Compare any two graphics cards:
GeForce 8400 GS 512MB vs GeForce GT 210
IntroThe GeForce 8400 GS 512MB comes with a clock frequency of 650 MHz and a DDR2 memory speed of 400 MHz. It also makes use of a 64-bit memory bus, and uses a 80 nm design. It is made up of 16 SPUs, 8 TAUs, and 4 Raster Operation Units.
Compare those specifications to the GeForce GT 210, which uses a 40 nm design. nVidia has set the core speed at 589 MHz. The DDR3 memory works at a speed of 800 MHz on this particular card. It features 16 SPUs as well as 8 Texture Address Units and 4 Rasterization Operator Units.
(No game benchmarks for this combination yet.)
Power Usage and Theoretical Benchmarks
Power Consumption (Max TDP)
Performance-wise, the GeForce GT 210 should theoretically be quite a bit superior to the GeForce 8400 GS 512MB overall. (explain)
Texel RateThe GeForce 8400 GS 512MB will be a bit (about 10%) better at anisotropic filtering than the GeForce GT 210. (explain)
Pixel RateThe GeForce 8400 GS 512MB will be a small bit (about 10%) more effective at AA than the GeForce GT 210, and also able to handle higher resolutions more effectively. (explain)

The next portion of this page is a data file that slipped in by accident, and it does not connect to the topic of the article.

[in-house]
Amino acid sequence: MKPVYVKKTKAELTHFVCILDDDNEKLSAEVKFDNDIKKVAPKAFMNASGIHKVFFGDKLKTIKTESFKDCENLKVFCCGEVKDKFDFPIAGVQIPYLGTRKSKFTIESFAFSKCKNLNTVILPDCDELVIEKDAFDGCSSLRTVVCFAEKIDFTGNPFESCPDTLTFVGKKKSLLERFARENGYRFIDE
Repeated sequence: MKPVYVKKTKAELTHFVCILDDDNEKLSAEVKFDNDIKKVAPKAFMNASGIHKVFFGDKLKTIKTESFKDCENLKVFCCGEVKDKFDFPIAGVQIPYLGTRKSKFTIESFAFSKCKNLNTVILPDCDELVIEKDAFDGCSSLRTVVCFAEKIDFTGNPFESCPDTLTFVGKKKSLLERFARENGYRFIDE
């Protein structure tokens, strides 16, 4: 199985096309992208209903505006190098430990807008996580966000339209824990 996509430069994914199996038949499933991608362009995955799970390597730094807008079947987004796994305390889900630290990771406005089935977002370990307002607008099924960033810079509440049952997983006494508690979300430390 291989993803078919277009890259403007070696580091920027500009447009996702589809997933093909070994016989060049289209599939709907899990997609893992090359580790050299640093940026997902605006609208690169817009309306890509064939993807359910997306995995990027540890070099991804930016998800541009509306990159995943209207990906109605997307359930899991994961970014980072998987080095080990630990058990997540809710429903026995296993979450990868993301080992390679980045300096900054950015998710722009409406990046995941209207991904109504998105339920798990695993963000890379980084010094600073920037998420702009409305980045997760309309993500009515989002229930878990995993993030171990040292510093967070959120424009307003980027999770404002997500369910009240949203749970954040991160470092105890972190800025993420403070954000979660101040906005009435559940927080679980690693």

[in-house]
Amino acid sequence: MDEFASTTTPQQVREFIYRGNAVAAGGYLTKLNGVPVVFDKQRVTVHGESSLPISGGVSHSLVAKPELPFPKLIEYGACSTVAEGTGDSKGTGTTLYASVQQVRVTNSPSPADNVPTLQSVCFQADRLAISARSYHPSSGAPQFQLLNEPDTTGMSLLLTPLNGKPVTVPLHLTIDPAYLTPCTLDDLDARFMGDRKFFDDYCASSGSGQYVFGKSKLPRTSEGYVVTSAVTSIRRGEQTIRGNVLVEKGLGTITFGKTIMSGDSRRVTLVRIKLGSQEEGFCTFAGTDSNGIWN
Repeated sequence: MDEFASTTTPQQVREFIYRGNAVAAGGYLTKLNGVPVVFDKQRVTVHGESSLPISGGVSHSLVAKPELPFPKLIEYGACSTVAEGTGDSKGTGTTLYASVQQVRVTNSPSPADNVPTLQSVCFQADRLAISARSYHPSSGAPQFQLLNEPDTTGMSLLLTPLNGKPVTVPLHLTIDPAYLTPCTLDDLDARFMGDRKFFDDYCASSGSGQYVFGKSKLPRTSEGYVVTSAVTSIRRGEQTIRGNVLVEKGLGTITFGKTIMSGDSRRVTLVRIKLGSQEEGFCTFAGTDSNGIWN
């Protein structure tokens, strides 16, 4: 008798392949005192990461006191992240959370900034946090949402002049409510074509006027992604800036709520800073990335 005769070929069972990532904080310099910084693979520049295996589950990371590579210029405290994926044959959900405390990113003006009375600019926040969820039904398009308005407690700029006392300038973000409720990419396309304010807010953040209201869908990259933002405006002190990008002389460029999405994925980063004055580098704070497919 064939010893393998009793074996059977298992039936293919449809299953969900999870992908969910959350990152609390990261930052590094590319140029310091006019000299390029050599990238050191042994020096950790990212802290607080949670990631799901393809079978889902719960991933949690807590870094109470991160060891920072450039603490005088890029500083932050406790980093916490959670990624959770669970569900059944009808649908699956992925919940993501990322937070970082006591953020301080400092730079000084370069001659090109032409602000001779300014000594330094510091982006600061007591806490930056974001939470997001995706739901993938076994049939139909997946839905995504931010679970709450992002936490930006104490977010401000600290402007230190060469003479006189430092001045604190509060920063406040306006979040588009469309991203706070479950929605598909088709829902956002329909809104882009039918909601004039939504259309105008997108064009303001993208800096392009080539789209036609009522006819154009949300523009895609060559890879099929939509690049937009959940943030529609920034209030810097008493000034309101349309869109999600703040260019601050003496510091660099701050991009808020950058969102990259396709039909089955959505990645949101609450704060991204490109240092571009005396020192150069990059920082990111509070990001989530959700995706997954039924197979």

Please note that the above 'benchmarks' are all just theoretical - the results were calculated based on the card's specifications, and real-world performance may (and probably will) vary at least a bit.
Price ComparisonPlease note that the price comparisons are based on search keywords, and might not be the exact same card listed on this page. We have no control over the accuracy of their search results.
Memory Bandwidth: Memory bandwidth is the max amount of information (counted in megabytes per second) that can be transported past the external memory interface within a second. The number is calculated by multiplying the interface width by the speed of its memory. If the card has DDR type memory, the result should be multiplied by 2 once again. If it uses DDR5, multiply by 4 instead. The better the card's memory bandwidth, the faster the card will be in general. It especially helps with AA, HDR and higher screen resolutions.
Texel Rate: Texel rate is the maximum texture map elements (texels) that can be processed in one second. This figure is worked out by multiplying the total texture units of the card by the core speed of the chip. The better this number, the better the graphics card will be at texture filtering (anisotropic filtering - AF). It is measured in millions of texels per second.
Pixel Rate: Pixel rate is the maximum amount of pixels that the graphics chip could possibly record to its local memory in one second - measured in millions of pixels per second. Pixel rate is worked out by multiplying the number of ROPs by the clock speed of the card. ROPs (Raster Operations Pipelines - also sometimes called Render Output Units) are responsible for outputting the pixels (image) to the screen. The actual pixel output rate is also dependant on many other factors, most notably the memory bandwidth of the card - the lower the memory bandwidth is, the lower the ability to reach the maximum fill rate.